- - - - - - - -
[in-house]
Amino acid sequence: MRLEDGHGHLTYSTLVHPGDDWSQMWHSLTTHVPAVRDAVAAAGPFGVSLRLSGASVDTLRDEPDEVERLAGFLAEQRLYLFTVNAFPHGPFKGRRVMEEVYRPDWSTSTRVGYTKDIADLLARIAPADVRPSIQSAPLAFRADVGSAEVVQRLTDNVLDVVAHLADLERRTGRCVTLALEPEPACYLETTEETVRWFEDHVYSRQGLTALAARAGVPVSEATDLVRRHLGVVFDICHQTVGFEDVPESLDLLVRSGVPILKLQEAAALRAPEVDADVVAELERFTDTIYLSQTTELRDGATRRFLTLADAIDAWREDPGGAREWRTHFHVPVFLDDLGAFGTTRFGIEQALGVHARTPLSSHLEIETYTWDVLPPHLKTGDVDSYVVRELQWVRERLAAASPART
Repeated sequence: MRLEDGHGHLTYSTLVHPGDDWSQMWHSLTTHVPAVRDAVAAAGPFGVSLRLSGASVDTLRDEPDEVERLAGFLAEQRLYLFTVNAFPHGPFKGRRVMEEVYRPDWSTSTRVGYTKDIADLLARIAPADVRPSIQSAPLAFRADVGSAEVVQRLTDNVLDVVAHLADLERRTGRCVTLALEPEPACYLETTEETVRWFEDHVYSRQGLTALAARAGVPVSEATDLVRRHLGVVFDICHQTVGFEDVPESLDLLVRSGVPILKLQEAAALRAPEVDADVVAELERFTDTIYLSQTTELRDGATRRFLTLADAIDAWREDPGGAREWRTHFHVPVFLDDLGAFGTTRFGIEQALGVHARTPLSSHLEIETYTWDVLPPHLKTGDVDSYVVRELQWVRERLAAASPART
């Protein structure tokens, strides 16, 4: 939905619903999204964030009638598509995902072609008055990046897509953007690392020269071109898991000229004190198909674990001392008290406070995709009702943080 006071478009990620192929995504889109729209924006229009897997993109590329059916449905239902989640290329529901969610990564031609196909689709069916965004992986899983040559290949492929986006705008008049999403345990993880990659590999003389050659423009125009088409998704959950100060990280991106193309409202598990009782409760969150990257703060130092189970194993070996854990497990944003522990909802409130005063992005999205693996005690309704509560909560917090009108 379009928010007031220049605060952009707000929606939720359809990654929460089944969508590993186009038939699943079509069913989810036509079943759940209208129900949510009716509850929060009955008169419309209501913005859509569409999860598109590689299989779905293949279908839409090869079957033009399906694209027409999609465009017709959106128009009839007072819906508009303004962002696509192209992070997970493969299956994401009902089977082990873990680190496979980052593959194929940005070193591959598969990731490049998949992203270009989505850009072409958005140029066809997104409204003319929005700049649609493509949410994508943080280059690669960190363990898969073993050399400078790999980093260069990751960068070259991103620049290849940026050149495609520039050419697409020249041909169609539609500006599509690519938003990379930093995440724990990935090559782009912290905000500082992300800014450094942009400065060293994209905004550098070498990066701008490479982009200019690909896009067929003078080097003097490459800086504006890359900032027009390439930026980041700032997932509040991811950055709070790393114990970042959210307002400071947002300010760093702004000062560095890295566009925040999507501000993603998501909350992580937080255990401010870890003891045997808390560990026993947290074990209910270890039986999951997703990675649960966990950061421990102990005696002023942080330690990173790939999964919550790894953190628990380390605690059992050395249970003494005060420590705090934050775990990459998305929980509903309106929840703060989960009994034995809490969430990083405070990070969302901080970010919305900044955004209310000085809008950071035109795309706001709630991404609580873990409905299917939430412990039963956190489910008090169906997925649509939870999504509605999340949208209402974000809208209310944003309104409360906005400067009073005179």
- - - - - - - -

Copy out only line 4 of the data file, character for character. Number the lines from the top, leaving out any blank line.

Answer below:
């Protein structure tokens, strides 16, 4: 939905619903999204964030009638598509995902072609008055990046897509953007690392020269071109898991000229004190198909674990001392008290406070995709009702943080 006071478009990620192929995504889109729209924006229009897997993109590329059916449905239902989640290329529901969610990564031609196909689709069916965004992986899983040559290949492929986006705008008049999403345990993880990659590999003389050659423009125009088409998704959950100060990280991106193309409202598990009782409760969150990257703060130092189970194993070996854990497990944003522990909802409130005063992005999205693996005690309704509560909560917090009108 379009928010007031220049605060952009707000929606939720359809990654929460089944969508590993186009038939699943079509069913989810036509079943759940209208129900949510009716509850929060009955008169419309209501913005859509569409999860598109590689299989779905293949279908839409090869079957033009399906694209027409999609465009017709959106128009009839007072819906508009303004962002696509192209992070997970493969299956994401009902089977082990873990680190496979980052593959194929940005070193591959598969990731490049998949992203270009989505850009072409958005140029066809997104409204003319929005700049649609493509949410994508943080280059690669960190363990898969073993050399400078790999980093260069990751960068070259991103620049290849940026050149495609520039050419697409020249041909169609539609500006599509690519938003990379930093995440724990990935090559782009912290905000500082992300800014450094942009400065060293994209905004550098070498990066701008490479982009200019690909896009067929003078080097003097490459800086504006890359900032027009390439930026980041700032997932509040991811950055709070790393114990970042959210307002400071947002300010760093702004000062560095890295566009925040999507501000993603998501909350992580937080255990401010870890003891045997808390560990026993947290074990209910270890039986999951997703990675649960966990950061421990102990005696002023942080330690990173790939999964919550790894953190628990380390605690059992050395249970003494005060420590705090934050775990990459998305929980509903309106929840703060989960009994034995809490969430990083405070990070969302901080970010919305900044955004209310000085809008950071035109795309706001709630991404609580873990409905299917939430412990039963956190489910008090169906997925649509939870999504509605999340949208209402974000809208209310944003309104409360906005400067009073005179």